Should be “muzzle flip,” as that’s the ‘springboard’ for this feature: I received a screen capture depicting someone shooting a light, powerful revolver. The muzzle was directed skyward, presumably by the crushing power of the load in the lightweight gun. A grimace, closed eyes and the impression of a high-order detonation implied ‘punishment.’
Muzzle flip is a component of recoil expressed due to a loose grip and/or poor stance. Recoil is a function of projectile weight and mass, velocity and the weight of the launching device. It’s something you feel – for every action, there’s an equal and opposite reaction. It’s like politics.
Control of recoil is control of the ultimate force option: If you keep the gun in line – or nearly in line – with the point of ignition, you can reset the action and continue firing. It’s a rate of (accurate) fire thing.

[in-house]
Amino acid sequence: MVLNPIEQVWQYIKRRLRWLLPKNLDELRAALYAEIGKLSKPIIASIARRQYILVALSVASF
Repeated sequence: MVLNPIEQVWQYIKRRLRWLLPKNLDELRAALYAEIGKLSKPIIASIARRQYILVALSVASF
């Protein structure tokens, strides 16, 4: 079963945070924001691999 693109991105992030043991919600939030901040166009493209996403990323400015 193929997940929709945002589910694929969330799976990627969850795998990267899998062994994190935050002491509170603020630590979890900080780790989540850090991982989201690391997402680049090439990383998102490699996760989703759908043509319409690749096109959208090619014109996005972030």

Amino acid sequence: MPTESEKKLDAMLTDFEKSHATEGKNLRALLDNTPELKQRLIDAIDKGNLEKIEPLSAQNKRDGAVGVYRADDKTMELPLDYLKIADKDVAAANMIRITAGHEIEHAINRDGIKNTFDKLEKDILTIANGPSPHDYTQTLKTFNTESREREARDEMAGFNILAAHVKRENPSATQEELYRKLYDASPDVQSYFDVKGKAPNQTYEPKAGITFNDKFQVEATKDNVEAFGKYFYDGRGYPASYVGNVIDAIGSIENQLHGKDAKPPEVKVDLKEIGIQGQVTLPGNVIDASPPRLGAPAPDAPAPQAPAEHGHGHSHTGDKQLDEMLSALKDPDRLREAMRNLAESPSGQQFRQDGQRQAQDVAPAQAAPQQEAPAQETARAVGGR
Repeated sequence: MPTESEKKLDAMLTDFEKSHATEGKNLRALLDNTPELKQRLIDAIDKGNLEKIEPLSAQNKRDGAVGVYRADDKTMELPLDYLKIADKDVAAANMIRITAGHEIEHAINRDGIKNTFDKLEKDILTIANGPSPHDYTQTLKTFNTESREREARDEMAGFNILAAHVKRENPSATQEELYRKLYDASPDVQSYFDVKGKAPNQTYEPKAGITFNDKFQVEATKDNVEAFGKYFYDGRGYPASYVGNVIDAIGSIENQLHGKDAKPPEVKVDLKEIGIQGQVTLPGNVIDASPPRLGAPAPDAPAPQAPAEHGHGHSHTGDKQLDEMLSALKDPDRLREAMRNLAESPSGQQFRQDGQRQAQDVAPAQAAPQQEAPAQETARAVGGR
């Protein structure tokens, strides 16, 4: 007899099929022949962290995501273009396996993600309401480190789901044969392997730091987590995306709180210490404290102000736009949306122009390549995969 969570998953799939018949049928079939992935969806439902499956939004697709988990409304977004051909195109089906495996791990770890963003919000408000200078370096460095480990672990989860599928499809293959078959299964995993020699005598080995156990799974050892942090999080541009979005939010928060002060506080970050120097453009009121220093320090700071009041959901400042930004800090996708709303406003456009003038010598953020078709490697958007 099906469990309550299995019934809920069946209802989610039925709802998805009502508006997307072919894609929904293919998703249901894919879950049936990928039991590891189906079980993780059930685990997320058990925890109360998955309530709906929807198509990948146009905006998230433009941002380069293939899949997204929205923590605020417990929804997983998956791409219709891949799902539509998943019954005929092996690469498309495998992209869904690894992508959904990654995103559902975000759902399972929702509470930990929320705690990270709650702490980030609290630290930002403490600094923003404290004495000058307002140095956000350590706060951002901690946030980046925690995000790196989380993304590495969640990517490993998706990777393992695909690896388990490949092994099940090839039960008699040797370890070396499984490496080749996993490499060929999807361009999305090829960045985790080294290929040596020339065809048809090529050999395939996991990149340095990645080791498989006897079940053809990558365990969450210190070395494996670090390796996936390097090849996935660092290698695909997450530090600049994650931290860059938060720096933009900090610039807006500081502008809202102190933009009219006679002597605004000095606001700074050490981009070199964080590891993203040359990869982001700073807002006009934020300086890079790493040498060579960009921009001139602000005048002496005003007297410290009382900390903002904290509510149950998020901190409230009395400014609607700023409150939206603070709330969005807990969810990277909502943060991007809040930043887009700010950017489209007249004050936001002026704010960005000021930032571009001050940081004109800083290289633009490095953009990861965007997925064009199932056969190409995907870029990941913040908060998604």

You’ve seen videos of the inexperienced types shooting X-frame .500 Magnum revolvers. For one press of the trigger, it appears they’re getting the “hammer” – two shots. It has to do with the abrupt jarring impact, trigger finger relaxing due to impact and immediately retightening to keep the gun in hand. The second round is coming out nearly vertical, close to covering the shooter’s head.
That’s a problem. It’s potentially a self-resolving problem in a permanent sense.
Read the rest of Rich Grassi’s article: http://www.thetacticalwire.com/features/231649